This weekend's best bets in Bay area music: Rebecca Zapen, Alias Punch, Huey Lewis & the News, Rev. Horton Heat, Steve Connelly, Jukebox the Ghost, Carole King & James Taylor, and more

The following is a quick breakdown of the weekend's most worthy concerts (i.e., those ones you need to know about in order to get on with your live music life) beginning Thursday, ’cause that's when the weekend really starts... For a more comprehensive schedule of this weekend’s offerings and beyond, check out our Upcoming Concerts page.


Rebecca Zapen [pictured right] w/Tim Walker/Film at 11 Zapen is a multi-award winning singer-songwriter with a vocal range that allows her to go from a jazz-sultry croon to a dreamy, honey-sweet cry, and a classically-trained violinist who also plays ukulele and guitar. She infuses her sound with elements of acoustic folk, Americana, and gypsy jazz, and brings a warm swinging feel to her pretty melodies. Zapen lists her own quirky talent as “strong urge to turn T.V. show themes into bossa novas” and plans to release a fourth album, Grandfather’s Song, sometime later this year. 7:30-9:30 p.m., Tre Amici @ The Bunker, Ybor City, free admission.

ROCK THE PARK! w/Bird Street Players/10th Concession/Alex Harris This new and free first-Thursday-of-every-month music showcase spotlights local musicians in downtown Tampa’s re-designed Curtis Hixon Waterfront Park. Highlights of the inaugural Rock The Park! are 10th Concession, a fresh young radio-friendly pop rock foursome headed up by South Tampa guitarist/vocalist brothers Evan and Ian Koteles, and Bird Street Players, a funk and reggae five-piece that infuses their sound with horns, keys and Afro percussion. 6:30-9 p.m., Curtis Hixon Park, Tampa, free.


Alias Punch w/Yogurt Smoothness & The Interventionists Orlando’s Alias Punch creates noisy garage rock with dissonant, off-kilter guitar riffs and basslines, and nonsensical lyricism delivered via wobbly vocals that sing in wild cries or talk in nasally near-yodels. Yogurt Smoothness, also from Orlando, mixes hard-edged and surf rock riffs with sprinting rhythms, a dash of reverb, and some afterthought sing-shouting. Tampa’s own Interventionists bring punkish rock to the bill. It’s kind of a mess, really, but in a fun, rockin’-out-and-drinking-beer-on-a-Friday-night kind of way. 9 p.m. doors, New World Brewery, Ybor City, $7.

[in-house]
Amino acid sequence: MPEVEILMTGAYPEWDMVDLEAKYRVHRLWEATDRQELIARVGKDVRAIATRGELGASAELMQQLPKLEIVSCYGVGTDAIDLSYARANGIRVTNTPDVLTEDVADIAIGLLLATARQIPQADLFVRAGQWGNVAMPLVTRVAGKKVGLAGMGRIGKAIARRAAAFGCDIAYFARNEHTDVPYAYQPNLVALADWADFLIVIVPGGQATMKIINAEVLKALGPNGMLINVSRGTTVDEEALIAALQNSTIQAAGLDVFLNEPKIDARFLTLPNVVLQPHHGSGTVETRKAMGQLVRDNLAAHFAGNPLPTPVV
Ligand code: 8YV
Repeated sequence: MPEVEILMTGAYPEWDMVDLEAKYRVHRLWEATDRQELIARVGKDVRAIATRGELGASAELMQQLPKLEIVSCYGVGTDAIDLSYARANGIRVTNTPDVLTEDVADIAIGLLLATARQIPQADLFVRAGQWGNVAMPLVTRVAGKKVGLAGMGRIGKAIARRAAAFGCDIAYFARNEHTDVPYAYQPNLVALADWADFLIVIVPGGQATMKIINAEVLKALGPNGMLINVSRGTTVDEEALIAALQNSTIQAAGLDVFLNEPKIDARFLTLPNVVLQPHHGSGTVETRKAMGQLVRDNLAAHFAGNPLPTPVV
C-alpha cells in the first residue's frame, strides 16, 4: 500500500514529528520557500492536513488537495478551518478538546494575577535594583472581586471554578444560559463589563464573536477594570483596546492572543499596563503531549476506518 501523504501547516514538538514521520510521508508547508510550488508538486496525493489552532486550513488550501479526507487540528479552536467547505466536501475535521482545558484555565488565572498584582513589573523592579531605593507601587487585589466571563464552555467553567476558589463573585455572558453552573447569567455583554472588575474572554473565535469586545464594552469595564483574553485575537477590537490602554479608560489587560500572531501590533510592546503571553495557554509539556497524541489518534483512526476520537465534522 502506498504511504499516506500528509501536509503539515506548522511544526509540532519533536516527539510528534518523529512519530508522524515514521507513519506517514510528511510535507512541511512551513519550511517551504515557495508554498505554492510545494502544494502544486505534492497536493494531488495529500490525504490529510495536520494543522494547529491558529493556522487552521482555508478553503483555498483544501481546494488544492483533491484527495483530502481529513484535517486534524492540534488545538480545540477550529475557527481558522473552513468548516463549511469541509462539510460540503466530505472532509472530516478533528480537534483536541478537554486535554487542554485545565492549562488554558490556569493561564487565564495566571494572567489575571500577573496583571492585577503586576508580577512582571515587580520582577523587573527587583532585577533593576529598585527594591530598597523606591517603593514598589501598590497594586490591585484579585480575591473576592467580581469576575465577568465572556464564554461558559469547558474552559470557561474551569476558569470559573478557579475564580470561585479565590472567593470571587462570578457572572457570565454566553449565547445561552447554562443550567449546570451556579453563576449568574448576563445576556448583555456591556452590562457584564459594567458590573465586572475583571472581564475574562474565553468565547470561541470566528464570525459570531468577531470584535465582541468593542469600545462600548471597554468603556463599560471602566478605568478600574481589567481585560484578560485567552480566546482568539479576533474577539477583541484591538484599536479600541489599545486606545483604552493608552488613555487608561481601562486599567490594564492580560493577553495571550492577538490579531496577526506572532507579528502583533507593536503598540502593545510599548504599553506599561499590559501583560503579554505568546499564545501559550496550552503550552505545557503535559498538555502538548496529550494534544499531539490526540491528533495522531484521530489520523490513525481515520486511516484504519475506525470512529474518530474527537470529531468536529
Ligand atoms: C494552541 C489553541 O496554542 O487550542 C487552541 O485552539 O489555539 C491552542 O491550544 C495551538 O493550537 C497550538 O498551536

[pictured left] w/An Introduction to Sunshine For their sophomore album, 2010's La La Land, Plants and Animals has expanded upon their pop-psyche rock by turning up the volume, incorporating more electric guitars and fuzz pedals, adding a certain earnest, energetic bounce to songs like the Arcade Fire-inspired “The Mama Papa,” and even inviting AF horn player Colin Stetson to add an over-the-top sax solo to another song, “American Idol.” This is a worth-the-drive show for indie rock lovers. 8 p.m., Back Booth, Orlando, $12.

Sarah Mac Band w/Jayne Kelli The Tallahassee trio is named for singer-songwriter and multi-instrumentalist Sarah Mac, whose velvety soulful cry is laid down against blues-and-jazz drenched folk rock that moves at a steady rolling pace. 7:30 p.m., Hideaway Cafe, St. Petersburg, $15.

Skull & Bone Band CD Release Show w/COPE Genre-jumping is the hallmark of any good jam rock band and Tampa’s Skull & Bone Band does it well in their new album, The Happy Circus. The title track a surprisingly tasty reggae-flavored number with a tilt and bounce rhythm and guitarist/singer Troy Youngblood’s deep, coarse vocals opening and closing each verse with a catchy rumble of rabble-dabble-dee-bomb-dee-dow scatting; “1969” has a swinging, blues rock appeal, as does “Appalacian Swing,” although the latter moves at a a faster-paced, vintage-flavored shuffle; and “Soul Fish” showcases the band’s trademark Southern fried soul rock against a country slow amble. COPE kicks off things off at the release show with a set of their own energetic jam rock grooves. 8 p.m., Skipper's Smokehouse, Tampa, $7.